Wednesday, February 23, 2011

Spark plugs

It seems that I blinked and its Wednesday already. We've had some days off from school. We filled our time with:

letting the boys learn how to make pancakes for lunch and destroying the kitchen all at once
buying (with our Christmas gift cards) and building two new lego projects
playing lots of knee hockey
squabbling over lots of knee hockey
watching movies- Secretariat- we all loved
planning end of hockey season celebrations- yes really- the end-for now


Nolan's team plays in the Fargo Flyer Squirt International Tournament this Friday through Sunday to cap off their travel season.  128 A and B level Squirt teams from across the United States attend this event each year.  One of the highlights is the pins that are traded by the teams.  Nolan was so excited to get his pin book and pins.  The pins our team is going to trade are the 2011 Hockey Day Minnesota pins.  All the teams vie to have "the pin" that  everyone wants to collect.  We're hoping it may be our pin.


 

Photobucket

Photobucket

But this pin symbolizes a lot more than just the event of Hockey Day for me...

For awhile now, the rest of my words haven been stuck.  They're paralyzed, frozen in some cranny of a brain sustained only by hockey, ice, snow, winter, grey, and cold.  Thats why I didn't expect to reach into a box of hockey memorabilia and pull out an emotional spark plug.  I was simply asked to sift through a box of hockey history and memories, and piece the stories together for a book.  But my own memory kept getting in my way.  My own stories.  The ones I still have stuck in my head.

Like the last real conversation I had with my Dad, the day Hockey Day Minnesota was announced, last June.

I was excited when I called him.  Thrilled really.  Dad would love this!  He'd go, he'd watch and cheer from the stands.  Or he could watch on television from the comfort of his home.  My excitement escaped into my words pressuring them to trip over one another on their way out of my mouth.  But as I paused for a breath, I heard it.  The shallow and weak breathing from my Dad.  The faltering voice.  The thinly disguised enthusiasm.  My voice trailed off as I tried to reign it back in.  What had I been thinking?  He wouldn't be able to go.  He wouldn't even see it on television.  I was asking him to be excited for a day we both knew he would never see.  And there is was, hanging in the space of our words stretched across the telephone wire, the unstated acknowledgement that he really was leaving us soon. 

 It changed that day, the way we talked to each other.  The things we said.  The things we didn't say anymore...  


 












10 comments:

  1. You are on the journey of healing and will be for a long time. Just know that you are not on this journey alone. xoxo

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  2. Important stories, for in the telling of them you find your way to resolution and healing.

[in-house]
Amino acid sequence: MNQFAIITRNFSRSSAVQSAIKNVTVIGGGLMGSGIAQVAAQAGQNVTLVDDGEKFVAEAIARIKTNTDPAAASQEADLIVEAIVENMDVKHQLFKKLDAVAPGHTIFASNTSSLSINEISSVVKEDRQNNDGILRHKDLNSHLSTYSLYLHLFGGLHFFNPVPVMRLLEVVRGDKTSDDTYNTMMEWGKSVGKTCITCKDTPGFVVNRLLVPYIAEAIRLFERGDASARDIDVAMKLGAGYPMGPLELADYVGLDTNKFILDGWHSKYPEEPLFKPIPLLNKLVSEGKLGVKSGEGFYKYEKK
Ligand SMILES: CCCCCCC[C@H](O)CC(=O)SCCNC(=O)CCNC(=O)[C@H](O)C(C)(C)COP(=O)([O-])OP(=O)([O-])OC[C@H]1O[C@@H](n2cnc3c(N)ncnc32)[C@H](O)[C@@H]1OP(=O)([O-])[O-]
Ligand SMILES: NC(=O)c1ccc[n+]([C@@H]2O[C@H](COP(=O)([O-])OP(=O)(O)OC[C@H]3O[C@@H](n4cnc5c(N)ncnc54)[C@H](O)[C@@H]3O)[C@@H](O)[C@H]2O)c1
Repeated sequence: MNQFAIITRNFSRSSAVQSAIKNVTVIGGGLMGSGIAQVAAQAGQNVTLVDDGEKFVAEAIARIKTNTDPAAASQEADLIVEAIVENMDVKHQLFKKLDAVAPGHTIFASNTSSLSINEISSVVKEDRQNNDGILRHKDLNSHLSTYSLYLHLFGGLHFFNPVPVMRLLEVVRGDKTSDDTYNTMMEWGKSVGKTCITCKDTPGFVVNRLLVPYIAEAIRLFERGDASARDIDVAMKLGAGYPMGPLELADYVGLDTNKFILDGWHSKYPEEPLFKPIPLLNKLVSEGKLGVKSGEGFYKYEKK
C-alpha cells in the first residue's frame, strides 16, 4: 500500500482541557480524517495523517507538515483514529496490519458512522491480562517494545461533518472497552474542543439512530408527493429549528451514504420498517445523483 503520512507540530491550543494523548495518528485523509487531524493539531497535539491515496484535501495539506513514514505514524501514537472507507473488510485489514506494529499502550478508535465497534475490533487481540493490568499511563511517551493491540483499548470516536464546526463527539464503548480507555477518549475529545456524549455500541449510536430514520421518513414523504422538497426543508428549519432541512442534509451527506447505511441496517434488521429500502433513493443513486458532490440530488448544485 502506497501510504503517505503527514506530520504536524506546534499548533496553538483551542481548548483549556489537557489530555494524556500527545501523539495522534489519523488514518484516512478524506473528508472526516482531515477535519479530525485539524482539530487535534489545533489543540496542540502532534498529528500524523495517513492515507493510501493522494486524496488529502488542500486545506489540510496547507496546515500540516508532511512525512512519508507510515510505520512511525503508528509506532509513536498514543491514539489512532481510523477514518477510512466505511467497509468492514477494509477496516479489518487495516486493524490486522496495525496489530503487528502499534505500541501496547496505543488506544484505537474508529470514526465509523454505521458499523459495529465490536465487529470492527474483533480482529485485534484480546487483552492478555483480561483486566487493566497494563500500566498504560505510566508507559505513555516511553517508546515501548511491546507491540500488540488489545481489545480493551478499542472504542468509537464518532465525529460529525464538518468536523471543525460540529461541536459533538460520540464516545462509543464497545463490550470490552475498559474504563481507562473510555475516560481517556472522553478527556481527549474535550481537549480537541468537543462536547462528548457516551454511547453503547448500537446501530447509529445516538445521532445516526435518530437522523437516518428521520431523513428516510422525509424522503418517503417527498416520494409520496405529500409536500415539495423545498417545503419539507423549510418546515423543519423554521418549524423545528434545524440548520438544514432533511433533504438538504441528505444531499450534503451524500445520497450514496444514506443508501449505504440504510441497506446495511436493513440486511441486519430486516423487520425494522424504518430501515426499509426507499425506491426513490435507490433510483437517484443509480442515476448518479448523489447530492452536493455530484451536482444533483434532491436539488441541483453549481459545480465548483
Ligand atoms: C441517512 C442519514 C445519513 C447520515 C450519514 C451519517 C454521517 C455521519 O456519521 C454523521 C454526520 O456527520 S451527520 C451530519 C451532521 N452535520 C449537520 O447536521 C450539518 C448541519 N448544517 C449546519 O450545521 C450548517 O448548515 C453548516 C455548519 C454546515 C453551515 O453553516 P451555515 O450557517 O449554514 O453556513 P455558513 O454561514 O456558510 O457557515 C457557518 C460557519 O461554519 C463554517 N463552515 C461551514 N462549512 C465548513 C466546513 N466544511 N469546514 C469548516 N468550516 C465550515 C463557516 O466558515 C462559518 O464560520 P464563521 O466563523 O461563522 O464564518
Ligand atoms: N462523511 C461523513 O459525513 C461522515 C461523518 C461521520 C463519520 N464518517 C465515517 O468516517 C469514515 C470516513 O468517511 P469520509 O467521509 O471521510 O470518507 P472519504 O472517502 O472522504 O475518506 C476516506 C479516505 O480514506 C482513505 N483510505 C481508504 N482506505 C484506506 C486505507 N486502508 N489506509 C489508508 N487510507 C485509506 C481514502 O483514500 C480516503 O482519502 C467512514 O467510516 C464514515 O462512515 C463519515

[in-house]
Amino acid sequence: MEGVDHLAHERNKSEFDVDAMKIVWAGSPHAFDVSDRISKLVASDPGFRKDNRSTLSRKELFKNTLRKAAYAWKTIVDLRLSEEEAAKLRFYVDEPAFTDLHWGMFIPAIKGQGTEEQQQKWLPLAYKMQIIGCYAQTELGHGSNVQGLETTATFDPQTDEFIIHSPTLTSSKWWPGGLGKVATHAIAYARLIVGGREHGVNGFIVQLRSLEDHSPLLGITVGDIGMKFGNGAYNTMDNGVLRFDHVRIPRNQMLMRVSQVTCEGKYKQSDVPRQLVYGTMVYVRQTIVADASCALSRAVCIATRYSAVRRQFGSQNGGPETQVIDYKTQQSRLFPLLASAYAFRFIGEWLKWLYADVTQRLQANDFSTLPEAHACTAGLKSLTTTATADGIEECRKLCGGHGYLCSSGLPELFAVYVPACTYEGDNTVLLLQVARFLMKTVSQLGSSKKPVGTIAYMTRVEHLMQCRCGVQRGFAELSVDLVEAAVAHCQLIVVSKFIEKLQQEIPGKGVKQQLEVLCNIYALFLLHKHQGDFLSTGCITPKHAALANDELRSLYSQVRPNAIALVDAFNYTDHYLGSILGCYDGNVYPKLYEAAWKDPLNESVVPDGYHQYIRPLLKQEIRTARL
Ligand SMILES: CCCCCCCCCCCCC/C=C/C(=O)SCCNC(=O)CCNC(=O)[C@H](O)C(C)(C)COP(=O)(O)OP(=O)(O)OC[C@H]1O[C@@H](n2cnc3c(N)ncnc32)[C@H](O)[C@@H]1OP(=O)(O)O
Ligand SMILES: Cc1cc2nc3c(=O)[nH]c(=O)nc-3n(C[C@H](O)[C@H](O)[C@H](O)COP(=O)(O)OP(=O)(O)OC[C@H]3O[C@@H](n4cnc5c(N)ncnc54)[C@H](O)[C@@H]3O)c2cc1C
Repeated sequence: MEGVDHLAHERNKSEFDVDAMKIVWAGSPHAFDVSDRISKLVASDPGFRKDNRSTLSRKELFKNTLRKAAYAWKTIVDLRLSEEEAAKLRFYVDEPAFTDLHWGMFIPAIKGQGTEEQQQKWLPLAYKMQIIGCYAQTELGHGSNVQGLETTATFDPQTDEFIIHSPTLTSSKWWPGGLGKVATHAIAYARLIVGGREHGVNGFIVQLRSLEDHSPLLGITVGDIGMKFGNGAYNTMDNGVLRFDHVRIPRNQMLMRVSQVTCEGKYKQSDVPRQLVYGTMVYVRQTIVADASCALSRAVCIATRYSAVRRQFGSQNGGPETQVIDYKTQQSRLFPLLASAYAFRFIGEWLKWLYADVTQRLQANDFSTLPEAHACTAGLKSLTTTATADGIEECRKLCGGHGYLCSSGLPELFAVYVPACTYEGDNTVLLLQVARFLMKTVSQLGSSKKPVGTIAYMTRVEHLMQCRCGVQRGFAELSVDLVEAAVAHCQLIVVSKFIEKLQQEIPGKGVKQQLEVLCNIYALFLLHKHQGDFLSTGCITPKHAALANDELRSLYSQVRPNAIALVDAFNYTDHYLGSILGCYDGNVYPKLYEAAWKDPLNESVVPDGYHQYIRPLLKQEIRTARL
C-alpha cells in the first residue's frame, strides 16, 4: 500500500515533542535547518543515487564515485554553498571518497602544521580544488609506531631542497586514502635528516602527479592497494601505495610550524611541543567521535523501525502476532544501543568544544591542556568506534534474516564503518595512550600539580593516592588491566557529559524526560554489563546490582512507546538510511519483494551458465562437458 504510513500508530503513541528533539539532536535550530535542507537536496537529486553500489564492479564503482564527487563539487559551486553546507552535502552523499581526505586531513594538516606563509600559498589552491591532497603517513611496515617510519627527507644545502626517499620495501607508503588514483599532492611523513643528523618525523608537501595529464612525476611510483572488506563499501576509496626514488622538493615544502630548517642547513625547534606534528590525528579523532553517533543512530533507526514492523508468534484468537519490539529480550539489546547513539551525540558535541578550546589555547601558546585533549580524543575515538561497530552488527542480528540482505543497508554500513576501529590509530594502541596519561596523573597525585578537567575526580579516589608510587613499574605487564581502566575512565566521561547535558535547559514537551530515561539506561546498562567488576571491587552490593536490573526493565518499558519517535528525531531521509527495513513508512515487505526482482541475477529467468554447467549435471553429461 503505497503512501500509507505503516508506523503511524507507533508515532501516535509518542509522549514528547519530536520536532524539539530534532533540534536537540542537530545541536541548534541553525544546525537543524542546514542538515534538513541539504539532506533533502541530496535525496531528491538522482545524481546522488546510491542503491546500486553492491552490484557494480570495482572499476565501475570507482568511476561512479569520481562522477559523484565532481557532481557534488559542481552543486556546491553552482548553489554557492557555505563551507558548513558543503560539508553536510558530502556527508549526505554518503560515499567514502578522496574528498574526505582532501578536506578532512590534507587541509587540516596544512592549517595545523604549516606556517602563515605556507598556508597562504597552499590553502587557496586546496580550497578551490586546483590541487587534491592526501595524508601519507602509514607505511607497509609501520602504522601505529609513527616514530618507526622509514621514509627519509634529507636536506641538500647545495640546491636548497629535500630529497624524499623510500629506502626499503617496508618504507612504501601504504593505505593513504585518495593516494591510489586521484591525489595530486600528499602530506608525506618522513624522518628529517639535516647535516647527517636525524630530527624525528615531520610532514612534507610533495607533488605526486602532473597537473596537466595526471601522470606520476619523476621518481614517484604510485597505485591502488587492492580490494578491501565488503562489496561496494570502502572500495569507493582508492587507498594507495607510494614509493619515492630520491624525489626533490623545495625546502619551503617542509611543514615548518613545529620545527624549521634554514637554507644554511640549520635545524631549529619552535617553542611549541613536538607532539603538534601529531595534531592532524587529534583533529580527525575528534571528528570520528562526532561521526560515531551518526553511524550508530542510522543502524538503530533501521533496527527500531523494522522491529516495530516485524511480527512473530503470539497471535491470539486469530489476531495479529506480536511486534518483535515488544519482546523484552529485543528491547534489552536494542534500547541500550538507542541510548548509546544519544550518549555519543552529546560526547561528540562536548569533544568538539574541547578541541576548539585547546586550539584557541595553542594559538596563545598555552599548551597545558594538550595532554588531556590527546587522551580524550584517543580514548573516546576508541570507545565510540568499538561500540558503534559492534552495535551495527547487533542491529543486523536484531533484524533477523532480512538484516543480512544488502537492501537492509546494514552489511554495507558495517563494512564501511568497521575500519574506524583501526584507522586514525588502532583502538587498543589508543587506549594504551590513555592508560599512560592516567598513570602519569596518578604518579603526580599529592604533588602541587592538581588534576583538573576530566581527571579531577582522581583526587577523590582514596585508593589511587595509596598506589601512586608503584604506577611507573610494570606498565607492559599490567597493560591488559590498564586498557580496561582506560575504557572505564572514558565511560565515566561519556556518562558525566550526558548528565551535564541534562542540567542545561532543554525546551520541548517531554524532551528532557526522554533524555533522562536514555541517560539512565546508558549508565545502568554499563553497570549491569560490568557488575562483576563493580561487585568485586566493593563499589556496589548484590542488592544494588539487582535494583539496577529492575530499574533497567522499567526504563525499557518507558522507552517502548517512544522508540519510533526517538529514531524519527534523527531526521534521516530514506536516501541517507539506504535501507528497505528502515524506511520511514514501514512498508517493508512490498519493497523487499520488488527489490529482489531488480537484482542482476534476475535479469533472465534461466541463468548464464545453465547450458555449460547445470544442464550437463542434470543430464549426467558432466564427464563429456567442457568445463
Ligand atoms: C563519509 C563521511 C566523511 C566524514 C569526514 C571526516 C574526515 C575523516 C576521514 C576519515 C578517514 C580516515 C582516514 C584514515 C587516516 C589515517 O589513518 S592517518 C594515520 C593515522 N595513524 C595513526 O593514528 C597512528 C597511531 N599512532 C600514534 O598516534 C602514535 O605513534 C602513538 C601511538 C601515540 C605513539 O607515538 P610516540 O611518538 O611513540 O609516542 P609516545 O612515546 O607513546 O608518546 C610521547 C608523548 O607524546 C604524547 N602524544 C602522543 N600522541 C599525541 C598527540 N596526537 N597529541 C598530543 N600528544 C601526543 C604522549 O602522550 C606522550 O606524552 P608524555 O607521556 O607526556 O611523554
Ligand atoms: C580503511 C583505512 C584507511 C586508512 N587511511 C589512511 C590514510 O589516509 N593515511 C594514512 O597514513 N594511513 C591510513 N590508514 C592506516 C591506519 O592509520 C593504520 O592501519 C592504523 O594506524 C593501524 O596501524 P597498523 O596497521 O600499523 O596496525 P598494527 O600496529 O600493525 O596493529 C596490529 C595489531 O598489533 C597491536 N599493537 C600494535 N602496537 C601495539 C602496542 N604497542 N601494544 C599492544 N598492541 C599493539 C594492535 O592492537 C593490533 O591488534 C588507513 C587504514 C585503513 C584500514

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  3. Well if you are like me, you will talk with him in your dreams.
    Mine called me on the phone and said H1!
    and I was so glad to hear him but the phone cut off.
    And then I thought That's my Dad
    Always a brat doing things he shouldn't lol
    There will be hell to pay for this now his end.
    He isn't supposed to call us humans.
    But by the sound of his voice he was happy so I was happy too.

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  4. It's hard ... the adjusting to their absence. What precious memories you have to draw on.

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  5. i hope you can feel how tight my heart is hugging you right now.

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  6. I wish I could say that the ache to talk to your dad would lessen. It still kind of hangs on, but there are so many peaceful moments when you feel connected with your father. I try to sit quietly and reflect and I believe that he's with me when I need him.

    By the way, lots of knee hockey here too.

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  7. Bonnie said it beautifully ...

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  8. You truly have a way of expressing yourself that goes right to the heart.

    I've been thinking I need to cut down on the number of blogs I visit as it takes about 2 hours a day to read them all and comment, but I could never cut out that ones that speak to my heart, like yours and Susan's. It's a lifeline to instant love.

    You're stuck with me.

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  9. I know you miss your dad Vicky. Memories are priceless....and I know your dad hears you.

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  10. You are so blessed to have the wonderful memories you do. I think you should write a book about your relationship with your dad.

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I welcome what you have to say. Thanks for taking the time to grace me with your thoughts and words!

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